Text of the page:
When in Lagos, Nigeria, in the 1980s, advertising executive Joy Keshi realized that the reason for her young neighbor’s extensive hospital stays was a botched excision, she posed a perennial question. How do we change a ‘social norm’ which really means altering behavior?
Advertisers know we can change behavior. Take cigarettes, for instance. Ubiquitous a mere twenty years ago, an indispensable prop for authors, actors or anyone wanting to project sophisticated allure, they are now frowned upon as polluting carcinogens. Expectorating has experienced a similar demise. In Parisian trams and subways in the 1970s, you found numerous ‘défense de cracher’ — spitting forbidden — signs which would not have been there had the habit not been prevalent.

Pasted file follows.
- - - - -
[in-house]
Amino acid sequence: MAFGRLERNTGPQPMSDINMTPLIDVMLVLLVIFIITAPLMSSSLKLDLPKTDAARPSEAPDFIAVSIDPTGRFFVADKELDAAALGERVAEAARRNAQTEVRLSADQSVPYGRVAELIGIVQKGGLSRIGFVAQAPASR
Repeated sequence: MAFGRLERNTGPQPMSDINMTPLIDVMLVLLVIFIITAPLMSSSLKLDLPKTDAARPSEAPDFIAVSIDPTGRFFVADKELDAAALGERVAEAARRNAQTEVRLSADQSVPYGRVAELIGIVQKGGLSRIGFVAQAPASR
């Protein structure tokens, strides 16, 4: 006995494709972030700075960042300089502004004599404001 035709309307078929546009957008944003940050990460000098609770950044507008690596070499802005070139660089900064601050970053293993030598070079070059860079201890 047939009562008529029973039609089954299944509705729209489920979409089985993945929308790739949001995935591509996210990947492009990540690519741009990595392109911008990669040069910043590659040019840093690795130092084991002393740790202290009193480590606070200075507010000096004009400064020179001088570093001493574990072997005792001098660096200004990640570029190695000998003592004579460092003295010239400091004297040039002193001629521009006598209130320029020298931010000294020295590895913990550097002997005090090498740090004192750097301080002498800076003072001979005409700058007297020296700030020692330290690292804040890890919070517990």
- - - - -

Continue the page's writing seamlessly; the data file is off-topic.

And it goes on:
So what can advertising teach us that may help to end FGM?
The medium appeals to emotion and moves viewers to act on their feelings. But which feelings? Students of empathy, looking at depictions of pain, have revealed mixed results. Portraits of suffering can have an effect opposite to the one intended, encouraging not an empathic reaching out but a turning away.
Especially when the subject is excision of a child’s clitoris and labia.
In 1998, Joy undertook to explore this issue with painters and sculptors, students and faculty, in Nigeria. She assumed that fine artistic expression, on canvas or marble, elicits admiration; the medium is dignified, especially when serving an ideal of human rights.
The works of art that emerged from her coaching have had an illustrious career, among dozens of venues, mainly in Germany, we can add a display in the British Parliament in November 2000.
Many of these canvases will illustrate my 20 May talk at Christ Church, Oxford.